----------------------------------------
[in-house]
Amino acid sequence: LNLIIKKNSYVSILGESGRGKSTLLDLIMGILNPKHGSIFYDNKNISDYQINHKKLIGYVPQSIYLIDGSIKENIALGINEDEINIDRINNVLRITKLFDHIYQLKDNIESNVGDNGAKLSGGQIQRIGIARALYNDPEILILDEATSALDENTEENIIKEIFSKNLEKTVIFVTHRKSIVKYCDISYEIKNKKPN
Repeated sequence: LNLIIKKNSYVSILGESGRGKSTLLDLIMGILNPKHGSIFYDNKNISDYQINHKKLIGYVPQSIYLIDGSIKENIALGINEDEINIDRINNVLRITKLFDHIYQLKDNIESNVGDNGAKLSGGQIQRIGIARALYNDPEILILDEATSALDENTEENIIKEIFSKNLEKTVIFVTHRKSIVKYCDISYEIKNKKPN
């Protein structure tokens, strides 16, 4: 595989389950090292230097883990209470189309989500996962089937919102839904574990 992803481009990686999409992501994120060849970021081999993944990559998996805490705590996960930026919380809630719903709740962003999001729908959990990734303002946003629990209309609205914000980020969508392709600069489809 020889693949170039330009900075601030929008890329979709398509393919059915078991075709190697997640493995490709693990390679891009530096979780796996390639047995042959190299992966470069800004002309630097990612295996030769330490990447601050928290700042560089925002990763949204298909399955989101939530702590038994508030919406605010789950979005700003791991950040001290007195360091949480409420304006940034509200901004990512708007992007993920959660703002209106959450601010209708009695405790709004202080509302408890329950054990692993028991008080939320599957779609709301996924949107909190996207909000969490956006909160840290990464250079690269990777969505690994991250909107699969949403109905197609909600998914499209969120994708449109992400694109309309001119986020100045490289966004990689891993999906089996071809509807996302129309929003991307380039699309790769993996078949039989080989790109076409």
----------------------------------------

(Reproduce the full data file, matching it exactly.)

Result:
[in-house]
Amino acid sequence: LNLIIKKNSYVSILGESGRGKSTLLDLIMGILNPKHGSIFYDNKNISDYQINHKKLIGYVPQSIYLIDGSIKENIALGINEDEINIDRINNVLRITKLFDHIYQLKDNIESNVGDNGAKLSGGQIQRIGIARALYNDPEILILDEATSALDENTEENIIKEIFSKNLEKTVIFVTHRKSIVKYCDISYEIKNKKPN
Repeated sequence: LNLIIKKNSYVSILGESGRGKSTLLDLIMGILNPKHGSIFYDNKNISDYQINHKKLIGYVPQSIYLIDGSIKENIALGINEDEINIDRINNVLRITKLFDHIYQLKDNIESNVGDNGAKLSGGQIQRIGIARALYNDPEILILDEATSALDENTEENIIKEIFSKNLEKTVIFVTHRKSIVKYCDISYEIKNKKPN
């Protein structure tokens, strides 16, 4: 595989389950090292230097883990209470189309989500996962089937919102839904574990 992803481009990686999409992501994120060849970021081999993944990559998996805490705590996960930026919380809630719903709740962003999001729908959990990734303002946003629990209309609205914000980020969508392709600069489809 020889693949170039330009900075601030929008890329979709398509393919059915078991075709190697997640493995490709693990390679891009530096979780796996390639047995042959190299992966470069800004002309630097990612295996030769330490990447601050928290700042560089925002990763949204298909399955989101939530702590038994508030919406605010789950979005700003791991950040001290007195360091949480409420304006940034509200901004990512708007992007993920959660703002209106959450601010209708009695405790709004202080509302408890329950054990692993028991008080939320599957779609709301996924949107909190996207909000969490956006909160840290990464250079690269990777969505690994991250909107699969949403109905197609909600998914499209969120994708449109992400694109309309001119986020100045490289966004990689891993999906089996071809509807996302129309929003991307380039699309790769993996078949039989080989790109076409």